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Prenatal Diagnosis of Classical Phenylketonuria by Gene Mapping

Savio L. C. Woo, PhD; Alan S. Lidsky; Flemming Güttler, MD, PhD; Chandra Thirumalachary, PhD; Kathryn J. H. Robson, PhD
JAMA. 1984;251(15):1998-2002. doi:10.1001/jama.1984.03340390052029.
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CLASSICAL phenylketonuria (PKU) is caused by a deficiency of the hepatic enzyme phenylalanine hydroxylase and is a typical example of an inborn error of metabolism.1-3 The normal metabolic pathway of the aromatic amino acid is shown in Fig 1. Deficiency of phenylalanine hydroxylase causes the accumulation of phenylalanine and phenylalanine metabolites to excessively high levels and a depletion of serum tyrosine.4 Without early detection followed by rigid dietary correction during the first decade of life,5 children with classical PKU will develop severe mental retardation. The disease is transmitted as an autosomal recessive trait and has a prevalence of about one in 10,000 births among whites.6 It has also been estimated that one in 50 whites in the population is a carrier of the gene for the disease.7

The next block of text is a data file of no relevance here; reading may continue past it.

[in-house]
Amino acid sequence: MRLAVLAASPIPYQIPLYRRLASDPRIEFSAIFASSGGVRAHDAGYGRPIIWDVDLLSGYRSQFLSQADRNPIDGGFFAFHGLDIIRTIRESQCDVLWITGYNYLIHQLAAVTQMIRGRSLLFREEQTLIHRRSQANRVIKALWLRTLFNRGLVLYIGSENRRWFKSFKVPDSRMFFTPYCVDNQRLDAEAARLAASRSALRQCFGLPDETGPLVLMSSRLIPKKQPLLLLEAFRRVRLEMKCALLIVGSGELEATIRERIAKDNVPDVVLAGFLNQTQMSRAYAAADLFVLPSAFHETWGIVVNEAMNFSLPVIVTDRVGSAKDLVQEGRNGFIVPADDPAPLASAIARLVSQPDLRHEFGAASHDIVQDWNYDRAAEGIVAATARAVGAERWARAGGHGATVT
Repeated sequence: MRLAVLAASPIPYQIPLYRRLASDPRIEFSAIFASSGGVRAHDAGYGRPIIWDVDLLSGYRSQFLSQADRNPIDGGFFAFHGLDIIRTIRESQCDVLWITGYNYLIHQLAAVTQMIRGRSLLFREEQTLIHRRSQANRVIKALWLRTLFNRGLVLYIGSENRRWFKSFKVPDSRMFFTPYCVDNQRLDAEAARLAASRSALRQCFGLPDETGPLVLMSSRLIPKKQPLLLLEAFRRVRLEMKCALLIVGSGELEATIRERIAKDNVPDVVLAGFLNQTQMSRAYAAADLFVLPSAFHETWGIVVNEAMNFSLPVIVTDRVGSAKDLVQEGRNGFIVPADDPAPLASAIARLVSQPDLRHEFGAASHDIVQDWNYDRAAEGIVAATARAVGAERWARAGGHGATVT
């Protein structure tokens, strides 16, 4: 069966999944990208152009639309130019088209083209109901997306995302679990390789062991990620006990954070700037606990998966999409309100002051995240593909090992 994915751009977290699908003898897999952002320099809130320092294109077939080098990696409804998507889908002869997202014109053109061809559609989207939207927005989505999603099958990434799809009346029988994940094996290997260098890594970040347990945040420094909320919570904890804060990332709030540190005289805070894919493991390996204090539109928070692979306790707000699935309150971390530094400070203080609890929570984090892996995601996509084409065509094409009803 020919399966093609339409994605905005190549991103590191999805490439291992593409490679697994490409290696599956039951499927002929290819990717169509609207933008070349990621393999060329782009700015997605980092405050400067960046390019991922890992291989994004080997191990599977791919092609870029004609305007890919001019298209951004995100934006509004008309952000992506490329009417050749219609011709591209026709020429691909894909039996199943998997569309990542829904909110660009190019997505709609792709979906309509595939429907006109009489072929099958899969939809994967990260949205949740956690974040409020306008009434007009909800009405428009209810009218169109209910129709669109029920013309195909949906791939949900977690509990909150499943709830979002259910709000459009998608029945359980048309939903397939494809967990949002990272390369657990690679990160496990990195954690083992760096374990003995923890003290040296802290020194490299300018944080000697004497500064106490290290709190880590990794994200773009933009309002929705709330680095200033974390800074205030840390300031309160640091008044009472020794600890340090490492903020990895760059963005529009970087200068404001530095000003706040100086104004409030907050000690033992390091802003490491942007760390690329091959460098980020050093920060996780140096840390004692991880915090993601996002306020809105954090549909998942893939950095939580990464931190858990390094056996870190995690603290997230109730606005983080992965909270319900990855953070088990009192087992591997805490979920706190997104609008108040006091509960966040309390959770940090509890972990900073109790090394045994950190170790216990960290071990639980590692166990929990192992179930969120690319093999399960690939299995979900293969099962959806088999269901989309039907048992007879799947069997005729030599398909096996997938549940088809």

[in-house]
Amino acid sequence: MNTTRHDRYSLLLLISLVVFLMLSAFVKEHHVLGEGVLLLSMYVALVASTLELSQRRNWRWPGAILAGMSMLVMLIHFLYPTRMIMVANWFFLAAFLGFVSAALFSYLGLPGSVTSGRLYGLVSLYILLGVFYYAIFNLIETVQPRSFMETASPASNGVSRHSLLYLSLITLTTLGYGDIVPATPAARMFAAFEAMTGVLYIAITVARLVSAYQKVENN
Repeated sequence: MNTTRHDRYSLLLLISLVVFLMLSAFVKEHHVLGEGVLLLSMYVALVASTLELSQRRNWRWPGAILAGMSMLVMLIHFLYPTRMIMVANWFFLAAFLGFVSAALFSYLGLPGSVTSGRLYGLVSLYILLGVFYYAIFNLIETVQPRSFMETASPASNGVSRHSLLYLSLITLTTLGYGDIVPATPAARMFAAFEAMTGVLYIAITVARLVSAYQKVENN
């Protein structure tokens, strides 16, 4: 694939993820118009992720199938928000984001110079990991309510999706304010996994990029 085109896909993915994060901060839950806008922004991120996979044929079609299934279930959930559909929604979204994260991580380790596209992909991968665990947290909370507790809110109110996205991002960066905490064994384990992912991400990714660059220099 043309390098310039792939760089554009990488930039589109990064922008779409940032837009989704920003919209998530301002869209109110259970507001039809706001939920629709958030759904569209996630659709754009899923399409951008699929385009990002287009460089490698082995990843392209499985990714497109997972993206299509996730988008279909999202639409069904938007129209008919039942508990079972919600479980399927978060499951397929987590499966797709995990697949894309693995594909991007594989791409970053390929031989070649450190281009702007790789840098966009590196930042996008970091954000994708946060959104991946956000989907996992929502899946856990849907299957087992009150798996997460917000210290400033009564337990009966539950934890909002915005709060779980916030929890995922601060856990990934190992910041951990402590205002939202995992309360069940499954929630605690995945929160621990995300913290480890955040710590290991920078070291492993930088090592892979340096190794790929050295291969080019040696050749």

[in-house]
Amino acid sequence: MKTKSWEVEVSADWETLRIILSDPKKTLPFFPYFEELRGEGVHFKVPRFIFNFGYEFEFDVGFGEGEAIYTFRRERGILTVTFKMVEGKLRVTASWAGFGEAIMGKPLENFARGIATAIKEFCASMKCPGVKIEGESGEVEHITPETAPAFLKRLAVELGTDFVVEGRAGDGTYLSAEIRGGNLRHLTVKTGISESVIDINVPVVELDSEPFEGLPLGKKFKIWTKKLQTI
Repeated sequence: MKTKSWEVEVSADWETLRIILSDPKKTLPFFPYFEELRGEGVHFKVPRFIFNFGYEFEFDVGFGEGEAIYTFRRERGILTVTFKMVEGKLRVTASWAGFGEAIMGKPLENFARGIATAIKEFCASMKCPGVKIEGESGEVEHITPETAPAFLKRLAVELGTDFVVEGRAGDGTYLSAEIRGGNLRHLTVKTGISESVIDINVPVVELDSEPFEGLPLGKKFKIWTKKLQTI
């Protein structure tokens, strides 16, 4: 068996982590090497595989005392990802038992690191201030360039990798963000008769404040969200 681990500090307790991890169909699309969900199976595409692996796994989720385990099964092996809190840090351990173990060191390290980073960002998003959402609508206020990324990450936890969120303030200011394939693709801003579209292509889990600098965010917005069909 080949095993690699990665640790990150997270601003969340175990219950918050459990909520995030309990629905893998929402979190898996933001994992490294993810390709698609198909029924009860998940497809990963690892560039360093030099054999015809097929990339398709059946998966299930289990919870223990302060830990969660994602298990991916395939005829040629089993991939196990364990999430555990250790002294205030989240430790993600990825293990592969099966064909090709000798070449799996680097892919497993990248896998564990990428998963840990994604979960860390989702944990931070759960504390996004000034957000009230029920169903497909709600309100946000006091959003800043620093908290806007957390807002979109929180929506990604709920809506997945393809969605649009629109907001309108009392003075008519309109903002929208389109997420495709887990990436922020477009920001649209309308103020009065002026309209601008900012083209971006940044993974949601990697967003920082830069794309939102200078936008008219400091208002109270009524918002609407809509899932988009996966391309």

In many Western countries, neonatal screening for PKU by the Guthrie test8 is mandated by law, and dietary intervention


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